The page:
Attitudes towards graphic novels have changed in education. In the past they were somehow seen as undermining literacy. Today they are viewed as an excellent medium to engage students in reading that can promote the goals of traditional literacy.
Increasingly, scholars and teachers realise that in a media-dominated society, traditional literacy is no longer enough. Engagement with graphic novels can address not only traditional literacy but also information, visual, and media literacies. Likewise, the use of graphic novels is an appealing way for students to develop critical thinking skills through analysis of literary conventions, character development, dialogue and language structures.
Likewise, many Shakespearean texts are available in the graphic novel form and prove an invaluable study aid. By using contemporary English, they assist students who struggle with understanding Shakespearean English. Additionally, the graphics panels show the reader exactly what is happening scene by scene and aids the understanding of the plot and characters.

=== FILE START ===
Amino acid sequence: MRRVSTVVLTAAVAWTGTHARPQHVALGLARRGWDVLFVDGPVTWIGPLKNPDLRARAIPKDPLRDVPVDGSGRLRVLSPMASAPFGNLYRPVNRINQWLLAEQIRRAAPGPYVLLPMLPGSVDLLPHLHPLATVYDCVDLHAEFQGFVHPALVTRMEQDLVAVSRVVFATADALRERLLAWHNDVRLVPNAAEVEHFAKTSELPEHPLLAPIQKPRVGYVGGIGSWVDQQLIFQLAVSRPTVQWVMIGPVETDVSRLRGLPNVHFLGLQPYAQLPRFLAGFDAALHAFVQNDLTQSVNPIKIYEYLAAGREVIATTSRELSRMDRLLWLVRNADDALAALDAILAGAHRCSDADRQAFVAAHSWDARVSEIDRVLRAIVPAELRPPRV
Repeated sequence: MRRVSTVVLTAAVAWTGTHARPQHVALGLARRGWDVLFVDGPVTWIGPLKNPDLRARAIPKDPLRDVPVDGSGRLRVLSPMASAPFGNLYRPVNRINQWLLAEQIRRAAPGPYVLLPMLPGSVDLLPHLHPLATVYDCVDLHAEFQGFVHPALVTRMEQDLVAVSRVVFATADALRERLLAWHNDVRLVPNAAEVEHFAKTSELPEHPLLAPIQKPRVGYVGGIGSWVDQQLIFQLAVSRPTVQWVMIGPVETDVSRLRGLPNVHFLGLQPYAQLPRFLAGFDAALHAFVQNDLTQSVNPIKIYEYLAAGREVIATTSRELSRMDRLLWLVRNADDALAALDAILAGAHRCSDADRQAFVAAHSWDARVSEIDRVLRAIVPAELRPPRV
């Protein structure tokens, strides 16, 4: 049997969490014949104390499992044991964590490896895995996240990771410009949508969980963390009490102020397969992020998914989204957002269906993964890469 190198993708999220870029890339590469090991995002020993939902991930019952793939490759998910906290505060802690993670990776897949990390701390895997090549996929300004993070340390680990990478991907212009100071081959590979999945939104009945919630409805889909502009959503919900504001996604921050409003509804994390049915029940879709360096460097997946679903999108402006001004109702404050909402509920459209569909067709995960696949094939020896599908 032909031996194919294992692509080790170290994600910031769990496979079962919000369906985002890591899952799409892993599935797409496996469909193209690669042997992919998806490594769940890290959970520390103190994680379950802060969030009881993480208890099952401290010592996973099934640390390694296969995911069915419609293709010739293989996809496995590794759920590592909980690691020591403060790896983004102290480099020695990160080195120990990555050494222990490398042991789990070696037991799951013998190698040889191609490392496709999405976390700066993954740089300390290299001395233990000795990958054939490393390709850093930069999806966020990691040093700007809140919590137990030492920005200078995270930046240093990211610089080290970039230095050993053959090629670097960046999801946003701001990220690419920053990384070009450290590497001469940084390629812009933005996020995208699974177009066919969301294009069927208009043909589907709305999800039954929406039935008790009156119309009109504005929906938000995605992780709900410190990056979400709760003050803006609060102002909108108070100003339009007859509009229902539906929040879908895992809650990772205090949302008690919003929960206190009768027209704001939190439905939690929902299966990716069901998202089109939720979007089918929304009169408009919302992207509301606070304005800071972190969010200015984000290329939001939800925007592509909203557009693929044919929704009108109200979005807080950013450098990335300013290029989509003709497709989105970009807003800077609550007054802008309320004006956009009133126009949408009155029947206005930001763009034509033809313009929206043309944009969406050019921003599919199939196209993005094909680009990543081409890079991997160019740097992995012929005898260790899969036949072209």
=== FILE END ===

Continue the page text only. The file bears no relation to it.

Carter, J. B. (2007). Building literacy connections with graphic novels: Page by page, panel by panel. NCTE, Urbana, IL.
Gorman, M. (2003). Getting graphic! : Using graphic novels to promote literacy with preteens and teens. Linworth Publishing.
Gonzalez, J. (2016). Graphic Novels in the Classroom: A Teacher Roundtable. Cult of Pedagogy. Retrieved from http://www.cultofpedagogy.com/teaching-graphic-novels/
Schwarz, G. E. (2002). Graphic novels for multiple literacies. Journal of Adolescent & Adult Literacy, 46(3), 262.